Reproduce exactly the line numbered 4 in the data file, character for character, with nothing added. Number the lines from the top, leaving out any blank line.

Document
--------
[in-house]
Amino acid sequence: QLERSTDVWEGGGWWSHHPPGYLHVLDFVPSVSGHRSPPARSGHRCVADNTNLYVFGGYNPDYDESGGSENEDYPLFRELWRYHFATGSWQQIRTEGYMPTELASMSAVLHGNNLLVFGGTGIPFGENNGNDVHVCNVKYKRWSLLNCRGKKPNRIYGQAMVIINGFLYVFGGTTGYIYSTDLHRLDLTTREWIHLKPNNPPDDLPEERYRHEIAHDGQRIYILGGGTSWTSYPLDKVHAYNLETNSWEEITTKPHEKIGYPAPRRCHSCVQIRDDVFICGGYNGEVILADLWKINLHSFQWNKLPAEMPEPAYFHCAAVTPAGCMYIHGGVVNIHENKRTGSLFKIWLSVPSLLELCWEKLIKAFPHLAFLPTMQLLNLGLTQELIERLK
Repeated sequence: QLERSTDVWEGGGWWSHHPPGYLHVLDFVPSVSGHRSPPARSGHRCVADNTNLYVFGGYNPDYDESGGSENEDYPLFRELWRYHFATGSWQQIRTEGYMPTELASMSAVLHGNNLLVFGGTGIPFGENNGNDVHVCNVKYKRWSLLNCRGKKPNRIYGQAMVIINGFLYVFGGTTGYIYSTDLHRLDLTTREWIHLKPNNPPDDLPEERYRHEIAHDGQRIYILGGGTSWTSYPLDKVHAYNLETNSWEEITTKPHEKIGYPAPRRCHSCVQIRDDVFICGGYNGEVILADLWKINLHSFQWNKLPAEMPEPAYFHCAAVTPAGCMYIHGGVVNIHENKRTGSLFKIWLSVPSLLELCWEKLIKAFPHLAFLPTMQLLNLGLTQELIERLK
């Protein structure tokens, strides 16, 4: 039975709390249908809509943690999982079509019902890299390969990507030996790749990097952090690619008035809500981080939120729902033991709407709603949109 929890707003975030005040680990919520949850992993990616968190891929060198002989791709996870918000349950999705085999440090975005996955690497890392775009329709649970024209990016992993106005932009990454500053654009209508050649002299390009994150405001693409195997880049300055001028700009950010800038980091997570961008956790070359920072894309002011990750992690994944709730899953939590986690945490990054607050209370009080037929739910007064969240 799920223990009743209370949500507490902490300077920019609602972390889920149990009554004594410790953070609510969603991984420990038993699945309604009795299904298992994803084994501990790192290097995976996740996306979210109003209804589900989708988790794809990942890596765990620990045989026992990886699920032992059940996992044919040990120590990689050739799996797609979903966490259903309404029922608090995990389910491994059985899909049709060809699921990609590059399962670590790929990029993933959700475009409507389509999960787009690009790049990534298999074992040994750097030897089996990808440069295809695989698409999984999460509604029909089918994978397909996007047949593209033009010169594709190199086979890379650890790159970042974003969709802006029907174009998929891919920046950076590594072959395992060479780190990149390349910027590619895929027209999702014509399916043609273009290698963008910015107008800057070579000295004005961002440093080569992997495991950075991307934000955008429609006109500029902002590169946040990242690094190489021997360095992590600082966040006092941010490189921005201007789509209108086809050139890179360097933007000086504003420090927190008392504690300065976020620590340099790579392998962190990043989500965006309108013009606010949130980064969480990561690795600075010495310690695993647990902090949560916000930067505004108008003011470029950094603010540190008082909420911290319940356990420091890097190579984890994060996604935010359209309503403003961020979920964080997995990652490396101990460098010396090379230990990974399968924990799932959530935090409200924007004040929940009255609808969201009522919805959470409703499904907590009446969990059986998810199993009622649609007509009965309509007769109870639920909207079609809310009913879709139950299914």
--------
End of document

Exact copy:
């Protein structure tokens, strides 16, 4: 039975709390249908809509943690999982079509019902890299390969990507030996790749990097952090690619008035809500981080939120729902033991709407709603949109 929890707003975030005040680990919520949850992993990616968190891929060198002989791709996870918000349950999705085999440090975005996955690497890392775009329709649970024209990016992993106005932009990454500053654009209508050649002299390009994150405001693409195997880049300055001028700009950010800038980091997570961008956790070359920072894309002011990750992690994944709730899953939590986690945490990054607050209370009080037929739910007064969240 799920223990009743209370949500507490902490300077920019609602972390889920149990009554004594410790953070609510969603991984420990038993699945309604009795299904298992994803084994501990790192290097995976996740996306979210109003209804589900989708988790794809990942890596765990620990045989026992990886699920032992059940996992044919040990120590990689050739799996797609979903966490259903309404029922608090995990389910491994059985899909049709060809699921990609590059399962670590790929990029993933959700475009409507389509999960787009690009790049990534298999074992040994750097030897089996990808440069295809695989698409999984999460509604029909089918994978397909996007047949593209033009010169594709190199086979890379650890790159970042974003969709802006029907174009998929891919920046950076590594072959395992060479780190990149390349910027590619895929027209999702014509399916043609273009290698963008910015107008800057070579000295004005961002440093080569992997495991950075991307934000955008429609006109500029902002590169946040990242690094190489021997360095992590600082966040006092941010490189921005201007789509209108086809050139890179360097933007000086504003420090927190008392504690300065976020620590340099790579392998962190990043989500965006309108013009606010949130980064969480990561690795600075010495310690695993647990902090949560916000930067505004108008003011470029950094603010540190008082909420911290319940356990420091890097190579984890994060996604935010359209309503403003961020979920964080997995990652490396101990460098010396090379230990990974399968924990799932959530935090409200924007004040929940009255609808969201009522919805959470409703499904907590009446969990059986998810199993009622649609007509009965309509007769109870639920909207079609809310009913879709139950299914």